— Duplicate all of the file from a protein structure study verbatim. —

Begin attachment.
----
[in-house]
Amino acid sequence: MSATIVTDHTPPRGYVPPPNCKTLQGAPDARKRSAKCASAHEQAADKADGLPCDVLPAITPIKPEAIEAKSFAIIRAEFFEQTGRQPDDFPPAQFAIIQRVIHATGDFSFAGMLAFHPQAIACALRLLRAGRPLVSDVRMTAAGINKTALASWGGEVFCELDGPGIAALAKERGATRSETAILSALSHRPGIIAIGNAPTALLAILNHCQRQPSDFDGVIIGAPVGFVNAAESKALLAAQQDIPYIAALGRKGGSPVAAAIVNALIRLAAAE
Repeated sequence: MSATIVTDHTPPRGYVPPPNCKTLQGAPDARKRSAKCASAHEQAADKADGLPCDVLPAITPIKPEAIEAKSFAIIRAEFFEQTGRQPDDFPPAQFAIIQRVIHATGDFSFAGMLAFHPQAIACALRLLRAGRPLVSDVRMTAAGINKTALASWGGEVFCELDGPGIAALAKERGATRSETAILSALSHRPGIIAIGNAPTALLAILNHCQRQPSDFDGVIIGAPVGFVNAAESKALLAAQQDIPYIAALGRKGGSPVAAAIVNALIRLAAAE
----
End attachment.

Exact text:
[in-house]
Amino acid sequence: MSATIVTDHTPPRGYVPPPNCKTLQGAPDARKRSAKCASAHEQAADKADGLPCDVLPAITPIKPEAIEAKSFAIIRAEFFEQTGRQPDDFPPAQFAIIQRVIHATGDFSFAGMLAFHPQAIACALRLLRAGRPLVSDVRMTAAGINKTALASWGGEVFCELDGPGIAALAKERGATRSETAILSALSHRPGIIAIGNAPTALLAILNHCQRQPSDFDGVIIGAPVGFVNAAESKALLAAQQDIPYIAALGRKGGSPVAAAIVNALIRLAAAE
Repeated sequence: MSATIVTDHTPPRGYVPPPNCKTLQGAPDARKRSAKCASAHEQAADKADGLPCDVLPAITPIKPEAIEAKSFAIIRAEFFEQTGRQPDDFPPAQFAIIQRVIHATGDFSFAGMLAFHPQAIACALRLLRAGRPLVSDVRMTAAGINKTALASWGGEVFCELDGPGIAALAKERGATRSETAILSALSHRPGIIAIGNAPTALLAILNHCQRQPSDFDGVIIGAPVGFVNAAESKALLAAQQDIPYIAALGRKGGSPVAAAIVNALIRLAAAE